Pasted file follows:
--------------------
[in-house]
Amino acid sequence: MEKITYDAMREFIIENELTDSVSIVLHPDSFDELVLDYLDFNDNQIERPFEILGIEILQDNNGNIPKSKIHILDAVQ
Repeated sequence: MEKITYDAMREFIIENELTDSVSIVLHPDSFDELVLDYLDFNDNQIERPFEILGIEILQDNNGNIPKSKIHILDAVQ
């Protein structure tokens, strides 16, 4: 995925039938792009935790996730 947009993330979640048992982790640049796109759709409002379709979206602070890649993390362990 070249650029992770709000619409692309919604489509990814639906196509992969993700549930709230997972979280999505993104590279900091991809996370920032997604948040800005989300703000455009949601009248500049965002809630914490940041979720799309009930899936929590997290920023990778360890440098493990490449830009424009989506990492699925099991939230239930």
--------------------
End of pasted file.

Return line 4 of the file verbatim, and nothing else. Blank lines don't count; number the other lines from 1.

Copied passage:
């Protein structure tokens, strides 16, 4: 995925039938792009935790996730 947009993330979640048992982790640049796109759709409002379709979206602070890649993390362990 070249650029992770709000619409692309919604489509990814639906196509992969993700549930709230997972979280999505993104590279900091991809996370920032997604948040800005989300703000455009949601009248500049965002809630914490940041979720799309009930899936929590997290920023990778360890440098493990490449830009424009989506990492699925099991939230239930």